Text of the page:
Norwegians are more skeptical about Norway’s economy now than it was three months ago, but they have little faith in their own private finances, the Expectation Barometer (Forventningsbarometeret) shows.
There is a broad mood shift in the negative direction in all groups of the population, the Expectation Barometer for the fourth quarter shows.
– There has been a lot of talk of weak Norwegian kroner among the economists this fall, and it is possible it has affected people’s assessment of the Norwegian economy. On the other hand, it has probably also come to light that a weak Norwegian krone is good for the export industry, which can provide increased job security, says CEO Idar Kreutzer of Finance Norway.
The expectation barometer is a quarterly collaboration between Finans Norge and Kantar TNS. The barometer measures Norwegian households’ expectations of their own and the country’s economy and consists of five individual indicators (questions) that are gathered in one main indicator.
Weak crown affects
A positive number means that there are more optimists than pessimists, and the size of the number shows how many more there are in one or the other group. For the fourth quarter, which we are now halfway through, the main indicator is 13.4, down from 15.0 three months ago.
Since 2013, the trend has been that the Norwegian krone has depreciated. In 2013 the price was around 7.50 NOK for a euro, but now you have to spend with just over 10 NOK. This is a sharp weakening and an expression of the fact that foreigners increasingly opt out of Norwegian kroner. The decline in expectations may indicate that this is about to sink in, according to Kreutzer.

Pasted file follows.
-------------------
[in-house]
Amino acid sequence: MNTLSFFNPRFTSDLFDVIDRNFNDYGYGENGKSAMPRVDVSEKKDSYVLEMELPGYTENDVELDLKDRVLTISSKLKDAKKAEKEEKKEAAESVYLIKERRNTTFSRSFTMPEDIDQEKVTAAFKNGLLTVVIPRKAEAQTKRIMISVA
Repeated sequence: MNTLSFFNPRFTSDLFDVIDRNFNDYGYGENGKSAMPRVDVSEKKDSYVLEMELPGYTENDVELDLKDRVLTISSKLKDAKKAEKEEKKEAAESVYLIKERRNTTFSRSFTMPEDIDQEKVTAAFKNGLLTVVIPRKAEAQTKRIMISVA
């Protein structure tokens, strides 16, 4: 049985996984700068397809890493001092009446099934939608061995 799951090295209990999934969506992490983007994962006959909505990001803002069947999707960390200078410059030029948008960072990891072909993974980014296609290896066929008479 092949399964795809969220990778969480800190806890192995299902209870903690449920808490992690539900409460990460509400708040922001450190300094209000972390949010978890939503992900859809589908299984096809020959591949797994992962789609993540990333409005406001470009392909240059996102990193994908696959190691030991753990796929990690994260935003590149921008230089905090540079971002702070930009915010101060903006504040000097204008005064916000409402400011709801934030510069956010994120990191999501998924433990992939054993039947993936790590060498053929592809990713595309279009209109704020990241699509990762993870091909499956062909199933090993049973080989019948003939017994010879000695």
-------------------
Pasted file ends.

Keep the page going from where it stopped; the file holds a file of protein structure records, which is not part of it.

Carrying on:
Clock faith in own finances
Although Norwegian households have become less optimistic in their future financial faith, the belief in our own private economy in the future remains positive and is rising somewhat. But Norwegians also consider our own economy last year as something more negative.
Kreutzer believes this is due to interest rate increases at Norges Bank.
– At the same time, we have learned that Norges Bank has announced a delay in further interest rate rises, and that a useful pay settlement is forecast next year, says Kreutzer.
At the same time, the expectation barometer shows that households’ savings requirements are at their highest ever. Finans Norge believes this is due to a growing understanding that it is important to save for retirement.
The figures still show that there are voters who vote for the government parties, which are far more optimistic than those who vote for the opposition. However, this quarter has seen both sides evenly over a strong decline in the belief in future economic developments.
© NTB Scanpix / #Norway Today